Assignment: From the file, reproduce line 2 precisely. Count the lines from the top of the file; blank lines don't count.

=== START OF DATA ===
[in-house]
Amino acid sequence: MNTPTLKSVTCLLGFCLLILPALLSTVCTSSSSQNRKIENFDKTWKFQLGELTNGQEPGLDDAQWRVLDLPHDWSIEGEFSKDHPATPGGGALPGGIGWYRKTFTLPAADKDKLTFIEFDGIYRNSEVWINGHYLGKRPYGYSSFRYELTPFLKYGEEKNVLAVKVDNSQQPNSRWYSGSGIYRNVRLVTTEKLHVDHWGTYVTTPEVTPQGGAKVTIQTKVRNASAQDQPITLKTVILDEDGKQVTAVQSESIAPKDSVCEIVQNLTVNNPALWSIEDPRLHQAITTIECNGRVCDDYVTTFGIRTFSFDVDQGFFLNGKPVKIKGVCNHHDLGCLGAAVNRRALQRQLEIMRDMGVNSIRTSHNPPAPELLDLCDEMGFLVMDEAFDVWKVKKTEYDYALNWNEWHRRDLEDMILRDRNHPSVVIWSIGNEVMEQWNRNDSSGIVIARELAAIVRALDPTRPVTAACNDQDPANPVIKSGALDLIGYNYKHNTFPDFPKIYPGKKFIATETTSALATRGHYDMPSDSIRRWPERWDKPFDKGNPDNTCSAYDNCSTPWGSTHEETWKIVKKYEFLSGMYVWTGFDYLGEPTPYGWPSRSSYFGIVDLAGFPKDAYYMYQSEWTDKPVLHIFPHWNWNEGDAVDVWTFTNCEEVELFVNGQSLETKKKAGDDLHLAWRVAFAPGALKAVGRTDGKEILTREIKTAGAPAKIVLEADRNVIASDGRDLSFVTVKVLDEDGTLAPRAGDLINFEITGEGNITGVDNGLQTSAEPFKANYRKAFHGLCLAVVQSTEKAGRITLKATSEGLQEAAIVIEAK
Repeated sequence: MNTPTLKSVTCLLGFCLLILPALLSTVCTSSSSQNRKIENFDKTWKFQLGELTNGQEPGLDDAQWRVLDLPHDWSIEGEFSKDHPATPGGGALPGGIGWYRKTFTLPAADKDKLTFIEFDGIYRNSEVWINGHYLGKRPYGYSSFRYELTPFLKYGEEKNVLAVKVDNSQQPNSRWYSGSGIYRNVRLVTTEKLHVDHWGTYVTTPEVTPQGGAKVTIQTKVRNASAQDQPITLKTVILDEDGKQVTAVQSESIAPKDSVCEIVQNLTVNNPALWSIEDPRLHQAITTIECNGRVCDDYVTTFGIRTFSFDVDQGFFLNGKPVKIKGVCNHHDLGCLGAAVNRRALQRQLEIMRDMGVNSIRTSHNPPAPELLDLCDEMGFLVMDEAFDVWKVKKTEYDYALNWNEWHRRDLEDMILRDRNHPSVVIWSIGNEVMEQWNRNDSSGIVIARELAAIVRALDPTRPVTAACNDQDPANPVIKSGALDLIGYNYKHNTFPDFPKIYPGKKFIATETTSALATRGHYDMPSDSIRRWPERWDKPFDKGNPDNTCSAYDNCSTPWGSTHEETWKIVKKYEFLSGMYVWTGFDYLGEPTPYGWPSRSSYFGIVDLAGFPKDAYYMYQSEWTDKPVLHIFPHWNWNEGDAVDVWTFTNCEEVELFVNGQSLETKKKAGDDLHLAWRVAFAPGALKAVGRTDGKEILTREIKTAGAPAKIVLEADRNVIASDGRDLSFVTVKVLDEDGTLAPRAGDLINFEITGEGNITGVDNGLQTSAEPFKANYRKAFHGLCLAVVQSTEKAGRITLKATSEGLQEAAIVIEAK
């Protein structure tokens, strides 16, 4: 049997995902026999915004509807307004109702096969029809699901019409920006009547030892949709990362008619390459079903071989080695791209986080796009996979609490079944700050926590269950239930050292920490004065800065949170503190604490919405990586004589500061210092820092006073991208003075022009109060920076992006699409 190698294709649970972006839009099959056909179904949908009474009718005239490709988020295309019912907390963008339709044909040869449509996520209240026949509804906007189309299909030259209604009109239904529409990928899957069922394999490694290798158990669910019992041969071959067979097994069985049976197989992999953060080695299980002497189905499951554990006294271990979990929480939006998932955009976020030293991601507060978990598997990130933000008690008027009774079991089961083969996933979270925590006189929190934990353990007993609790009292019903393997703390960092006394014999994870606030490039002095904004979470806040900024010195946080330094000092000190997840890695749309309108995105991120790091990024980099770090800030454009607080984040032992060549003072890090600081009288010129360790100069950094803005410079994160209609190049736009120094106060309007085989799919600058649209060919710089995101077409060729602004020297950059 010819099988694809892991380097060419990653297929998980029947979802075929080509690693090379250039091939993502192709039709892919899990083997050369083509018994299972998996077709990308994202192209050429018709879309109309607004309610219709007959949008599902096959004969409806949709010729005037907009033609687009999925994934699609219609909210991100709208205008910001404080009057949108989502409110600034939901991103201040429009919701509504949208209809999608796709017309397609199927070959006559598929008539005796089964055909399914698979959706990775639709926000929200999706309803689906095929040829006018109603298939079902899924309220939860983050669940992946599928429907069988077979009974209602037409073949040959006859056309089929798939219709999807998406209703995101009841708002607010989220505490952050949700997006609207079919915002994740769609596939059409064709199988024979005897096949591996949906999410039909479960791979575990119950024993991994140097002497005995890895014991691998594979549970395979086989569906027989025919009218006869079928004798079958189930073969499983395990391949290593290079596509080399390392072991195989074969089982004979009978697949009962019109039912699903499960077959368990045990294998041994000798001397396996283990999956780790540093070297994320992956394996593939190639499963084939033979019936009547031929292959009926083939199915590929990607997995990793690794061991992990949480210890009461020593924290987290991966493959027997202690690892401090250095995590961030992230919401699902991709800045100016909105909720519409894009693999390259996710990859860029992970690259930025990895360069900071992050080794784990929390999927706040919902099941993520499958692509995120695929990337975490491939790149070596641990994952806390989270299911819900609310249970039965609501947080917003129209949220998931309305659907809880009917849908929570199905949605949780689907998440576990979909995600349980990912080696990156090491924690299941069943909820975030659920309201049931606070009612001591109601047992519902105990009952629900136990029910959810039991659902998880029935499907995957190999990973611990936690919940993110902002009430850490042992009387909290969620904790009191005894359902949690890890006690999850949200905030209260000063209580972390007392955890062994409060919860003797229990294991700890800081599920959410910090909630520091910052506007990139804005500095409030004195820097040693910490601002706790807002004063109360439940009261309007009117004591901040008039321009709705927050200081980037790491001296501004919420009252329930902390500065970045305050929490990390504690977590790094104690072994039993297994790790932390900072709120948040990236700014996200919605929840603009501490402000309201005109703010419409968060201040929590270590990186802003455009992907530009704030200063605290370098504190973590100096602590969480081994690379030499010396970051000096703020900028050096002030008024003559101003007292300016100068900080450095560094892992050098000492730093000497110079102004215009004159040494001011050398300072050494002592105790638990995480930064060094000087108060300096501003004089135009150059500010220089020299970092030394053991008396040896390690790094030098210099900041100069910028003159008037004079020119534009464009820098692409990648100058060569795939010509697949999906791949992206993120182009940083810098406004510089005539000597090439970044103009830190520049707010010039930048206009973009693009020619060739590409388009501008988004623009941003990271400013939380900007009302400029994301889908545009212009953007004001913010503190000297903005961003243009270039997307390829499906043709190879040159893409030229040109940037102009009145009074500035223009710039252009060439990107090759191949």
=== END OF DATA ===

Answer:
Amino acid sequence: MNTPTLKSVTCLLGFCLLILPALLSTVCTSSSSQNRKIENFDKTWKFQLGELTNGQEPGLDDAQWRVLDLPHDWSIEGEFSKDHPATPGGGALPGGIGWYRKTFTLPAADKDKLTFIEFDGIYRNSEVWINGHYLGKRPYGYSSFRYELTPFLKYGEEKNVLAVKVDNSQQPNSRWYSGSGIYRNVRLVTTEKLHVDHWGTYVTTPEVTPQGGAKVTIQTKVRNASAQDQPITLKTVILDEDGKQVTAVQSESIAPKDSVCEIVQNLTVNNPALWSIEDPRLHQAITTIECNGRVCDDYVTTFGIRTFSFDVDQGFFLNGKPVKIKGVCNHHDLGCLGAAVNRRALQRQLEIMRDMGVNSIRTSHNPPAPELLDLCDEMGFLVMDEAFDVWKVKKTEYDYALNWNEWHRRDLEDMILRDRNHPSVVIWSIGNEVMEQWNRNDSSGIVIARELAAIVRALDPTRPVTAACNDQDPANPVIKSGALDLIGYNYKHNTFPDFPKIYPGKKFIATETTSALATRGHYDMPSDSIRRWPERWDKPFDKGNPDNTCSAYDNCSTPWGSTHEETWKIVKKYEFLSGMYVWTGFDYLGEPTPYGWPSRSSYFGIVDLAGFPKDAYYMYQSEWTDKPVLHIFPHWNWNEGDAVDVWTFTNCEEVELFVNGQSLETKKKAGDDLHLAWRVAFAPGALKAVGRTDGKEILTREIKTAGAPAKIVLEADRNVIASDGRDLSFVTVKVLDEDGTLAPRAGDLINFEITGEGNITGVDNGLQTSAEPFKANYRKAFHGLCLAVVQSTEKAGRITLKATSEGLQEAAIVIEAK